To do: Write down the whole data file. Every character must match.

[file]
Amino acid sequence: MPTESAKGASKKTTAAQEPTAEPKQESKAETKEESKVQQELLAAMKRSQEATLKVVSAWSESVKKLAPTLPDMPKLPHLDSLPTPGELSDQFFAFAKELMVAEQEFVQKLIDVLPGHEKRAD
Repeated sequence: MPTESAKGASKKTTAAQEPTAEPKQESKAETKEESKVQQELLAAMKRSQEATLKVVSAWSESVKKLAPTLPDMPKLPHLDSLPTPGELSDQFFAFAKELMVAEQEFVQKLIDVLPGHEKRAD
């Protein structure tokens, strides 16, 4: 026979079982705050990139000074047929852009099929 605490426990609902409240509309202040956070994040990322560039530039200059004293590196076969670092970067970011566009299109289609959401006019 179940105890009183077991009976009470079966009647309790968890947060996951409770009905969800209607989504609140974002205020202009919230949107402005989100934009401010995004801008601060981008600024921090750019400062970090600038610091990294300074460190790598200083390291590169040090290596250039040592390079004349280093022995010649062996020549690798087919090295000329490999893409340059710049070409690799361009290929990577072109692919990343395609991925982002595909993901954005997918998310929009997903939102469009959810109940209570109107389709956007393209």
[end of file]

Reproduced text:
Amino acid sequence: MPTESAKGASKKTTAAQEPTAEPKQESKAETKEESKVQQELLAAMKRSQEATLKVVSAWSESVKKLAPTLPDMPKLPHLDSLPTPGELSDQFFAFAKELMVAEQEFVQKLIDVLPGHEKRAD
Repeated sequence: MPTESAKGASKKTTAAQEPTAEPKQESKAETKEESKVQQELLAAMKRSQEATLKVVSAWSESVKKLAPTLPDMPKLPHLDSLPTPGELSDQFFAFAKELMVAEQEFVQKLIDVLPGHEKRAD
């Protein structure tokens, strides 16, 4: 026979079982705050990139000074047929852009099929 605490426990609902409240509309202040956070994040990322560039530039200059004293590196076969670092970067970011566009299109289609959401006019 179940105890009183077991009976009470079966009647309790968890947060996951409770009905969800209607989504609140974002205020202009919230949107402005989100934009401010995004801008601060981008600024921090750019400062970090600038610091990294300074460190790598200083390291590169040090290596250039040592390079004349280093022995010649062996020549690798087919090295000329490999893409340059710049070409690799361009290929990577072109692919990343395609991925982002595909993901954005997918998310929009997903939102469009959810109940209570109107389709956007393209």